We Don’t Need to Trade Healthy Forests for Wood and Jobs

Dr. Matthew Betts says smart silviculture and smart forest planning would meet the needs of forestry companies and support a diversity of life in our forests

New Brunswick’s approach to managing its forests, built around large-scale clearcuts and herbicide spraying, is driving a significant decline in the diversity of life found in our woods—but it doesn’t have to be this way. 

This was the message Dr. Matthew Betts gave to MLAs on the Standing Committee on Climate Change and Environmental Stewardship on Wednesday, June 23.

Betts, an honorary research associate at UNB Fredericton and forestry professor at Oregon University, presented to the committee as part of its weeklong meetings examining glyphosate use in our forests.

Betts has been back in his native New Brunswick for 10 months conducting a study to determine how the province’s forestry management regime affects bird populations.

To his knowledge, it’s the first study of its kind in New Brunswick.

“Birds are seen broadly as biodiversity indicators—it goes all the way back to people having canaries in coal mines back at the turn of the century in New Brunswick,” Betts told committee members.

“Our understanding of DDT first emerged at least partly because people started noticing eggshell thinning in birds, and that led to the cessation of DDT in many parts of the world. Birds also have been some of the harbingers of climate change. They were the first species really to be shown to extend their range northwards as the climate warmed in the U.K.”

Two photos shown by Dr. Betts during his presentation. On the left, a natural mature forest, with multiple "layers" of habitat supporting a multitude of life in the woods. On the right, a softwood plantation, lacking the vegetation and layers to support diversity of animal and plant life.

What are birds telling us about forest management practices in New Brunswick? A bleak story.

Betts’ research, which is currently under peer review, found that 90 per cent of New Brunswick’s most common birds have experienced habitat loss in the last 10 years, and this habitat loss has led to substantial population declines.

His modelling estimates there are between 33-104 million fewer birds in our forest today than in 1985. 

Why is this happening? In a nutshell: “Intensive forest management is increasing plantation and clearcut areas, and that’s not regenerating at the same rate as its being harvested and this is driving habitat loss for the 54 most common bird species, and habitat loss is associated with population declines.

“If this is happening to birds, we just don’t know what is happening to more specialized species, like the flying squirrel or American marten.”

A slide from Dr. Betts' presentation showing Blackburnian warbler habitat loss.

Betts says this evidence poses the question: what should be the future of New Brunswick forests?

“Do we need to trade biodiversity for wood and jobs? I’m optimistic. I don’t think that we do. I think we can continue to produce wood, it just takes intelligent silviculture and intelligent planning. And we can slow or stop these bird declines and the habitat loss.”

Intelligent silviculture involves growing and harvesting trees without using herbicides and without clearcutting—or, at least, without the large-scale clearcuts New Brunswick currently allows.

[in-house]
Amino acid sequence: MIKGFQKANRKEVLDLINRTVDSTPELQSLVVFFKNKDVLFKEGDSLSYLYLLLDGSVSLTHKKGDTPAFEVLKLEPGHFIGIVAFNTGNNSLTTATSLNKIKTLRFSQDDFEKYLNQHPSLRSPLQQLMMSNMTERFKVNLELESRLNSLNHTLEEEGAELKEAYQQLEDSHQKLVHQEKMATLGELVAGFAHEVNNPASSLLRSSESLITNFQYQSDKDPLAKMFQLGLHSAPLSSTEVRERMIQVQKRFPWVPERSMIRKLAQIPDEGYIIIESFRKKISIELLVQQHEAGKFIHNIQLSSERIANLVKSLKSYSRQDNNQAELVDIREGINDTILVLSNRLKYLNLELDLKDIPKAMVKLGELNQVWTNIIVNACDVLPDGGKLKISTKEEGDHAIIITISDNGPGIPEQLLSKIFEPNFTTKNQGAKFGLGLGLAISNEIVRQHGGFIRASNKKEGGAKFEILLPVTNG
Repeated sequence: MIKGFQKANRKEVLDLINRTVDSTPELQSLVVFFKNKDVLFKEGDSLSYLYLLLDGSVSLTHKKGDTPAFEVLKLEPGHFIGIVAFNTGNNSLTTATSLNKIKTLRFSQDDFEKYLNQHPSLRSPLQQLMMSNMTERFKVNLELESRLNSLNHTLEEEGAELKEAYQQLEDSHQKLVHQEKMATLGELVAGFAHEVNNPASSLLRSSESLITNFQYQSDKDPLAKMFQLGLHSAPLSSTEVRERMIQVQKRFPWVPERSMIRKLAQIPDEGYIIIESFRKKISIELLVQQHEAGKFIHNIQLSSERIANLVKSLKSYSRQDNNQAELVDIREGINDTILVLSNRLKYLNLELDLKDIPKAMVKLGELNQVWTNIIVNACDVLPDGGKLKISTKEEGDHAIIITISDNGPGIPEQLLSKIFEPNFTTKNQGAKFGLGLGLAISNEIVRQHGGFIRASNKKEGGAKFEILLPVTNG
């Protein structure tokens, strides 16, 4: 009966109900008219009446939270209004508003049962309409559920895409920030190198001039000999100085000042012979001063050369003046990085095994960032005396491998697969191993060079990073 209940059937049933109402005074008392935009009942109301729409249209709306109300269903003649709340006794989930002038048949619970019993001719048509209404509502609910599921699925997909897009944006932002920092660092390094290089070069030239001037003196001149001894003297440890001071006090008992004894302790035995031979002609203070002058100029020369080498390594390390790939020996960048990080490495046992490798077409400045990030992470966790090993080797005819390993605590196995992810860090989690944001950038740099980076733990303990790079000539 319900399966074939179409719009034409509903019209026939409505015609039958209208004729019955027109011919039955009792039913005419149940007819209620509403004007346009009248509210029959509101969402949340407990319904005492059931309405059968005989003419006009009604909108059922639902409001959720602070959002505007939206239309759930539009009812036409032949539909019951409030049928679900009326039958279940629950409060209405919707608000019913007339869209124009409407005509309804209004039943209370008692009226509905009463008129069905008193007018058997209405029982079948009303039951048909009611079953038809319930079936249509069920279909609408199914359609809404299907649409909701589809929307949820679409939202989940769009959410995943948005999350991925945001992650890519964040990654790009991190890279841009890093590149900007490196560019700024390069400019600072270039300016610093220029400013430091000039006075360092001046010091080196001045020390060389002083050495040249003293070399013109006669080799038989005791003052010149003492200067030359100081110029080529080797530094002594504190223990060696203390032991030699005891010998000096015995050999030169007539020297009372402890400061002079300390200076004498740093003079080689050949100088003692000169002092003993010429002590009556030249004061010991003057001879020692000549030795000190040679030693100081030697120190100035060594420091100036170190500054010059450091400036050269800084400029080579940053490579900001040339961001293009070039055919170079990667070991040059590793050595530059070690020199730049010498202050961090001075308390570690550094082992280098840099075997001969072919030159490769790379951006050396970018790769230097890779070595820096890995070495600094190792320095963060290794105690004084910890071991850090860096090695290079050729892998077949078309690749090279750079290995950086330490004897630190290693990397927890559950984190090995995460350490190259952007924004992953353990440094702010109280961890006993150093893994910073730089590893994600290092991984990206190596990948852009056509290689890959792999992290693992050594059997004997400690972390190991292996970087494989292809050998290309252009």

Betts said forest management should shift to a focus on the quality of wood harvested over quantity and rely on natural regeneration, noting selective or partial cutting practices lend themselves well to New Brunswick’s shade-tolerant tree species.

“[Red spruce] can manage shade for a long time, and when the canopy opens up, they’re released and they grow. So if I went in there with a saw and cut down a patch opening or a few-tree opening, you’d get natural regeneration— no need for herbicides at all. That’s a really important message.”

A mature stand of red spruce, the signature tree of the Acadian forest region, now becoming rare as modern forestry practices replace these reslient forests with plantation forests of early successional species that are more susceptible to pests and disease.

Betts said the first thing the Department of Natural Resources and Energy Development should do is immediately end clearcutting in New Brunswick’s remaining stands of mature old growth forest.

“We should stop clearcutting in those areas, honestly. They don’t need to be in reserve—some of them should be—but for the remaining ones, we should be doing smart silviculture. And I can say as a former forestry student, it’s way more fun doing that kind of silviculture. There is so much more creativity involved with going out into a stand and figuring out which trees to cut and which ones to leave, and how you are going to regenerate without herbicides.”

“Herbicides … obviously are of toxicological concern,” Betts said. “But I’m trying to point to the broader issue, which really has to do with the forest management regime we use, of which herbicides are a part. And I wanted to point out that there are alternative ways. I think that the regime is resulting in these wildlife population declines, not as a direct toxic effect of herbicide—or highly unlikely—more just because of habitat loss. 

“We’re changing our forest. If you’ve driven around New Brunswick you’re probably quite aware that it looks different now than it did 30 years ago. And the question is, how much of that change is too much?

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